Innovations in Care for Patients with Pediatric Epilepsy

Sarah Kelley, director of the pediatric epilepsy monitoring unit, watches as a patient and child life specialist Crissie Traugott play music together while the patient’s brain activity is monitored. (File photo, Feb. 28, 2020)

Published in NeuroLogic - NeuroLogic Winter 2021

Within the Johns Hopkins departments of neurology and neurosurgery, recent advancements in pediatric epilepsy care have resulted in vastly more precise and less invasive ways to diagnose, monitor and treat the source of seizures for patients with the condition. The department’s faculty members and clinicians are adept at caring for those with intractable epilepsy and for whom multiple medicines have failed.

“Our specialty is evaluating patients with difficult-to-control epilepsy,” says Sarah Kelley, director of the pediatric epilepsy monitoring unit, which opened in January 2020 and allows for quick admission and evaluation in a child-friendly environment. “We’re able to quickly bring patients in and give them the services they need.”


Along with high-resolution MRI, the care team uses stereoelectroencephalography (SEEG) technology, which involves placing tiny electrodes in the brain to pinpoint specific areas that cause seizures, allowing physicians 3D spatial and temporal imaging.

“Instead of having a large window of the skull removed, we make tiny holes in the skull using software and a robot,” says pediatric neurosurgeon Dody Robinson, who is a nationally recognized expert in the treatment of pediatric epilepsy and spasticity. “It adds a lot more precise information, and can help us potentially remove the area that’s causing the seizures.”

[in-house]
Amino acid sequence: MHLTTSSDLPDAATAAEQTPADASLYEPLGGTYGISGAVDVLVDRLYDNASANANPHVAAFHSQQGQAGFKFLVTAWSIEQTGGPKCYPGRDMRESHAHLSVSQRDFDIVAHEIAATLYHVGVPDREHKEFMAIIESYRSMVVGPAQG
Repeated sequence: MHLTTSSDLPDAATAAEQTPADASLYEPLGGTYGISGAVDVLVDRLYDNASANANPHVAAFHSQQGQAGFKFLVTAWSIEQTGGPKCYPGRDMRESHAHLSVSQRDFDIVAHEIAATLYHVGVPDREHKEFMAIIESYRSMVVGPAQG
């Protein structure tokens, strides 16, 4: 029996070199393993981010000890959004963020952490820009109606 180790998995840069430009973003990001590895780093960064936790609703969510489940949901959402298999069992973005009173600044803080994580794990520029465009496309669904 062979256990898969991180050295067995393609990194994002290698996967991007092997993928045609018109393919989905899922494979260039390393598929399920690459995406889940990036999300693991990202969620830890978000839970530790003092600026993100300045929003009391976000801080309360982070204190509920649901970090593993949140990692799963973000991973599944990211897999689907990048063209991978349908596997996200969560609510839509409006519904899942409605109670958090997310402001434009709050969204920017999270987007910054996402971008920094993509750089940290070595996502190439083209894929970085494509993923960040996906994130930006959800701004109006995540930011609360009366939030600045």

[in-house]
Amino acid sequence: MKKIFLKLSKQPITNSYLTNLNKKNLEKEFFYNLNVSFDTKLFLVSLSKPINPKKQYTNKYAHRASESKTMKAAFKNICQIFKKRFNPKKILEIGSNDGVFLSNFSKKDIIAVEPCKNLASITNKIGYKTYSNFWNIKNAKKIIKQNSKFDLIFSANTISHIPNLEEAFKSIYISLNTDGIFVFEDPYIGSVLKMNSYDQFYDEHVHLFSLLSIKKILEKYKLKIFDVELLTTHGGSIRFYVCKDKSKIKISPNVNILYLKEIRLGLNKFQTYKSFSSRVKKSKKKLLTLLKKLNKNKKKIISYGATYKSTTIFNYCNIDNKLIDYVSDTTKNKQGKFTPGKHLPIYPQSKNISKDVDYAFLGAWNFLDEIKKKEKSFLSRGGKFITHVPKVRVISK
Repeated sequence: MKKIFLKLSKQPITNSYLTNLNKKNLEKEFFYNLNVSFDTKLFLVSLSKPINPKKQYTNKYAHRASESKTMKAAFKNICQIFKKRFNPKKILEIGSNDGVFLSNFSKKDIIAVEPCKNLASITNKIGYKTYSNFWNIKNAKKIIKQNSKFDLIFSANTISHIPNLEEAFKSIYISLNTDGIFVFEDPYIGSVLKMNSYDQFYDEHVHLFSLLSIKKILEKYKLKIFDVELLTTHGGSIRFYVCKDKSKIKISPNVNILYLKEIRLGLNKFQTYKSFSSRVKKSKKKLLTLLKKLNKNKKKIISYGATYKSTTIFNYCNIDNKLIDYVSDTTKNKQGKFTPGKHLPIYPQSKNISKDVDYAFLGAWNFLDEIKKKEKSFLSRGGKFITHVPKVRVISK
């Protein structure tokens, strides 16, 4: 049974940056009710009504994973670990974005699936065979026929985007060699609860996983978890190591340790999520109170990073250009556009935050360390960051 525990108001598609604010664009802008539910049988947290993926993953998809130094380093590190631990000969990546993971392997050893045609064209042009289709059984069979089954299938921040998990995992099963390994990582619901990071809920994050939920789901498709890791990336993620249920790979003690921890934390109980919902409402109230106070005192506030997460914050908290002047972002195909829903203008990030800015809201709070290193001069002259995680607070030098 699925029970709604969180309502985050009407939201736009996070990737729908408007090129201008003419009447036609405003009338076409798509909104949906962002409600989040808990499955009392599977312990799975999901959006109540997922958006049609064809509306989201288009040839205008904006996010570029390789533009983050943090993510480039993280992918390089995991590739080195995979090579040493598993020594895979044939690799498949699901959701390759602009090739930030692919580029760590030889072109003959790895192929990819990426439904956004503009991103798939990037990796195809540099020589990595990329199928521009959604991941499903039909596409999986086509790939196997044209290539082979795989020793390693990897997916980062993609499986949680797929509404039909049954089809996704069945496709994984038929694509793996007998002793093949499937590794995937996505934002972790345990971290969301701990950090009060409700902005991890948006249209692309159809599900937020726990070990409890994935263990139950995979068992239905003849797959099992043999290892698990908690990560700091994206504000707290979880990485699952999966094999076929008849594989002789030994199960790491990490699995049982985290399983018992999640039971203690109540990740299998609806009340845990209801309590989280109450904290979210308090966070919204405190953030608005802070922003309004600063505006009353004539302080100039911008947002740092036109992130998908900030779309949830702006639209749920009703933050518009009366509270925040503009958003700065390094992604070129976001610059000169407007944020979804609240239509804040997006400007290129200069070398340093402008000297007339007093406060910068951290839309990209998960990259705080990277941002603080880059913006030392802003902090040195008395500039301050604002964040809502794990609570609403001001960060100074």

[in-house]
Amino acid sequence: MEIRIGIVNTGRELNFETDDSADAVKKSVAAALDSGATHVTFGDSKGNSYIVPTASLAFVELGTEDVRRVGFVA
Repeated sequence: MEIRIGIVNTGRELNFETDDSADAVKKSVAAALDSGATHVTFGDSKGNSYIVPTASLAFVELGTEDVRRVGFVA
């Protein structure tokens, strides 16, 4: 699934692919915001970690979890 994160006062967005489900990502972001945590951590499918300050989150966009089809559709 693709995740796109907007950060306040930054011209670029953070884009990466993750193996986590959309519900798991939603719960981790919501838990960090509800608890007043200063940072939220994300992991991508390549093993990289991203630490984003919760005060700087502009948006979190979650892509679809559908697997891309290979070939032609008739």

Laser ablation is also a treatment option for particular patients. The technique can be particularly effective for those with focal epilepsy. Rather than removing part of the brain with open surgery, Johns Hopkins neurosurgeons use laser ablation’s high-tech planning software and advanced imaging to create a tightly controlled, localized lesion. The care team has seen great efficacy in highly selected patients, Robinson says, and the approach reduces potential postoperative pain and cognitive issues, as well as the time children spend in recovery from several days for a typical open surgery to 24 to 48 hours.

The group is also treating certain pediatric patients with vagus nerve stimulators (VNS) and responsive neurostimulation (RNS).

In addition to intractable epilepsy and drug-resistant epilepsy, the departments’ clinicians specialize in treating patients who have already had surgery and continue to have seizures as well as patients looking for dietary therapy and other interventions.

Because of the collaborative and multidisciplinary nature of the work, pediatric patients have access to a breadth of opportunities for care. “We’re able to treat the patient holistically with our colleagues in neuropsychology and other specialties to really help these kids get as close to typical as possible,” Robinson says. “We have extensive resources in terms of helping the whole person. It’s very rewarding to be able to help these kids get their lives back.”­­­

A Potential Breakthrough for Patients with Drug-Resistant Epilepsy

New medication tested in clinical trials at Johns Hopkins and elsewhere shows dramatic results for patients with focal onset seizures.

Abnormal brain activity is shown with multiple series of EEG readings represented by black lines, which are pictured with an out-of-focus brain structure in the background.